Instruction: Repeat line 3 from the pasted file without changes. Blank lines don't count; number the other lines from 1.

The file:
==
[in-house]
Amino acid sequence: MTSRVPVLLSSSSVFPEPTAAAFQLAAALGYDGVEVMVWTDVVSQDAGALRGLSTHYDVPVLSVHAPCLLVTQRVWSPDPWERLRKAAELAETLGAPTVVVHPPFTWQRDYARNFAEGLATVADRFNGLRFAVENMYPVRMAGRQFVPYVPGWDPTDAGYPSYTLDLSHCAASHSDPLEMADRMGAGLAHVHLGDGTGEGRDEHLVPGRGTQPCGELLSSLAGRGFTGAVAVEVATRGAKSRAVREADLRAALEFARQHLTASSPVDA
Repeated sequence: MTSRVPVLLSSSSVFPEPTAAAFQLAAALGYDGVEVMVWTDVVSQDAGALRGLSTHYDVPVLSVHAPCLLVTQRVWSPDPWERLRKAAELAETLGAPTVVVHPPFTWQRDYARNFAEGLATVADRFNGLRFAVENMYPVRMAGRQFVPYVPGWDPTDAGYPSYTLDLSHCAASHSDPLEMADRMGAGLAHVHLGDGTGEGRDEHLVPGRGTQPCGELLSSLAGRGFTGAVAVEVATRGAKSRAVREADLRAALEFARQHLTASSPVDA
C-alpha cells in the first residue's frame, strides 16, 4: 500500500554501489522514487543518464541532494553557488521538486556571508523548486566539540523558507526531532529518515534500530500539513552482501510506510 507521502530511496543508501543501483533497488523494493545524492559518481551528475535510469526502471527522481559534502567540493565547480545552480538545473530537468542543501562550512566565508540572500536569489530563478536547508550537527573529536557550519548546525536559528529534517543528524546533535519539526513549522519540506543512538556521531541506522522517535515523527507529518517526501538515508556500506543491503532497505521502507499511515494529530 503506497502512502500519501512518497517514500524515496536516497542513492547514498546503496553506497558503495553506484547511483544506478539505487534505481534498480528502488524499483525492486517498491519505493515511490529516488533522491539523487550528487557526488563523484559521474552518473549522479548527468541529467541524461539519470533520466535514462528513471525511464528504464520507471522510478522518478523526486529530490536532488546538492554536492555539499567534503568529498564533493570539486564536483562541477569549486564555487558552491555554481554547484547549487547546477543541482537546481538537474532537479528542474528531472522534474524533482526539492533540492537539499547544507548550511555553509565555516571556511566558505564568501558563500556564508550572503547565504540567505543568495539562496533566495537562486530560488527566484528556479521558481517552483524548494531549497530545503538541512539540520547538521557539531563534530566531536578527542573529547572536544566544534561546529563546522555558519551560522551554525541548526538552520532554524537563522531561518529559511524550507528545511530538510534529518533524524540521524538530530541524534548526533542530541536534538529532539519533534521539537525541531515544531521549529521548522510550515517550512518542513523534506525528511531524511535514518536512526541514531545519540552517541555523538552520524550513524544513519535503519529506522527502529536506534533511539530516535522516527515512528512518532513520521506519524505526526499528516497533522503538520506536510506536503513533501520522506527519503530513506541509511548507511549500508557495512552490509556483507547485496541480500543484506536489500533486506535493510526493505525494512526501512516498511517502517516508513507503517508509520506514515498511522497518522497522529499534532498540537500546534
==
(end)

Repeated sequence: MTSRVPVLLSSSSVFPEPTAAAFQLAAALGYDGVEVMVWTDVVSQDAGALRGLSTHYDVPVLSVHAPCLLVTQRVWSPDPWERLRKAAELAETLGAPTVVVHPPFTWQRDYARNFAEGLATVADRFNGLRFAVENMYPVRMAGRQFVPYVPGWDPTDAGYPSYTLDLSHCAASHSDPLEMADRMGAGLAHVHLGDGTGEGRDEHLVPGRGTQPCGELLSSLAGRGFTGAVAVEVATRGAKSRAVREADLRAALEFARQHLTASSPVDA